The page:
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Dumaresq, Henry (1792–1838)

On the morning of Monday, the 5th instant, at Port Stephens, in about the 46th year of his age, Lieutenant-Colonel Henry Dumaresq, Commissioner of the Agricultural Company. His death was awfully sudden, He retired to his chamber on Sunday night, about 10 o'clock, in good health; was shortly after seized with an apoplectic fit; and about half-past four the following morning breathed his last.

This lamented officer was educated in the rudiments of military science in the Royal Military College at Great Marlow, Bucks; and having attained the highest honours which that establishment could confer, in the year 1808 he joined the 9th regiment of foot, then serving in the Peninsula. In this honourable and arduous service he continued until nearly the close of the war, when he was appointed to the staff of General Packenham. From the Peninsula he proceeded with the army to the campaign of New Orleans, in which he served as Aide-de-Camp to Major-General Byng. On his return from that country, he joined the army in Belgium, then the theatre of those memorable engagements which terminated in the restoration of universal peace. In several of these perilous struggles, Lieut.-Colonel Dumaresq performed a gallant part; and in the battle of Waterloo, whilst in the act of returning from a post of imminent danger, to which he had been bravely leading some troops, he received a wound in the lungs, from which he never perfectly recovered, and the effects of which are supposed to have hastened his untimely death. A musket ball lodged in his body, and although he submitted, a few years ago, to a most painful surgical operation for the purpose of extricating it, the effort was unavailing, and he has carried the fatal lead to his tomb.

Lieutenant Colonel Dumaresq arrived in this Colony in the year 1825, a few months before his brother-in-law, Sir Ralph Darling. He was private secretary to that Governor throughout the whole of his administration, with the exception of an interval of absence on a visit to his native country, whence he returned in 1829, bearing the Royal Charter, constituting and appointing the enlarged Legislative Council.

On the retirement of Sir Edward Parry, about four years ago, from the charge of the extensive establishments in this colony, of the Australian Agricultural Company, Lieut. Col. Dumaresq was appointed to succeed him, as the Company's Chief Commissioner; and with so much ability and success had he performed the duties of that responsible office, that the Court of Directors spontaneously voted a handsome increase to his salary, accompanied by a high eulogium on his official services.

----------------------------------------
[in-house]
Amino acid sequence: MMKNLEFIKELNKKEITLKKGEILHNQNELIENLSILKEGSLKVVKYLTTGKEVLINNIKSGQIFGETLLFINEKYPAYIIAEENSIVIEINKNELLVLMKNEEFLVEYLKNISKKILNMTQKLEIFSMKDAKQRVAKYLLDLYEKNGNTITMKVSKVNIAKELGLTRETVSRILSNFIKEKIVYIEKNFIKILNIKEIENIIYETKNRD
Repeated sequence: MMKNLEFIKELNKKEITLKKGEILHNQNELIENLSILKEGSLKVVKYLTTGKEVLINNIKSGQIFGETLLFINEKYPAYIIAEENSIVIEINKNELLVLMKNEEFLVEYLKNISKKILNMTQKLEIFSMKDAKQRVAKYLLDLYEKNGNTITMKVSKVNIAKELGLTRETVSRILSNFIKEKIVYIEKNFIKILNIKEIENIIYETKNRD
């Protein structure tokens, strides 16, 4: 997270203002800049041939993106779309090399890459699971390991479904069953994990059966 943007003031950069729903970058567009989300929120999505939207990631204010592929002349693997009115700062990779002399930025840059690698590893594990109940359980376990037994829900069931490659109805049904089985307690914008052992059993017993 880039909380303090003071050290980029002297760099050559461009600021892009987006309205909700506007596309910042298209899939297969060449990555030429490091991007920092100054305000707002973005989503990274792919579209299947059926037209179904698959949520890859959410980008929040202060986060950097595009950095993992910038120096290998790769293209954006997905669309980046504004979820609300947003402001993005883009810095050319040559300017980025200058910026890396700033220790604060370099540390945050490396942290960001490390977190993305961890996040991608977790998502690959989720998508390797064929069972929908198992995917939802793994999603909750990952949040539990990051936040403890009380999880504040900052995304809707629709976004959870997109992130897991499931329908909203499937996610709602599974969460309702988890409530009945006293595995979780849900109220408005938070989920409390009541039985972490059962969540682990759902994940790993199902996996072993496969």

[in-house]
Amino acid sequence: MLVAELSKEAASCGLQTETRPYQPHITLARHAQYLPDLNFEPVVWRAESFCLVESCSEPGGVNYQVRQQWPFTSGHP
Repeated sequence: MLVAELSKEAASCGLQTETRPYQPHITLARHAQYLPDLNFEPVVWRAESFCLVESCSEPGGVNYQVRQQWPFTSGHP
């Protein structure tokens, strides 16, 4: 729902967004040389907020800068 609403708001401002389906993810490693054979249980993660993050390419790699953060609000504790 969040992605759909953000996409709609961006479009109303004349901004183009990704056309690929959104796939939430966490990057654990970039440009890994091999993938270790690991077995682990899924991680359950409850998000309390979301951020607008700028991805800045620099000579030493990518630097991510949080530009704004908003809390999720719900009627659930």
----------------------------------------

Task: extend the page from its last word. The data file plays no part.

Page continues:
To the Company the Colonel's death will be no ordinary loss, his ample local experience, joined to his other qualities, having peculiarly fitted him for the active, prudent, and profitable management of their affairs. The subordinate officers and servants of the establishment are mournfully sensible that by that sudden event they have lost a just and kind superior, whose constant endeavour it was to promote their general happiness, and whose personal example recommended to them the duties and the consolations of our holy religion. By a large and respectable circle of friends his memory will long be cherished for the virtues which made him at once an exemplary member of society, and an ornament and pattern of private life. His numerous family connexions have sustained an irreparable bereavement, but their grief is assuaged by that "sure and certain hope of the resurrection to eternal life," which is supplied by that Gospel of which he died a firm and a consistent believer.

Original publication

Citation details

'Dumaresq, Henry (1792–1838)', Obituaries Australia, National Centre of Biography, Australian National University, http://oa.anu.edu.au/obituary/dumaresq-henry-2003/text29059, accessed 23 November 2017.

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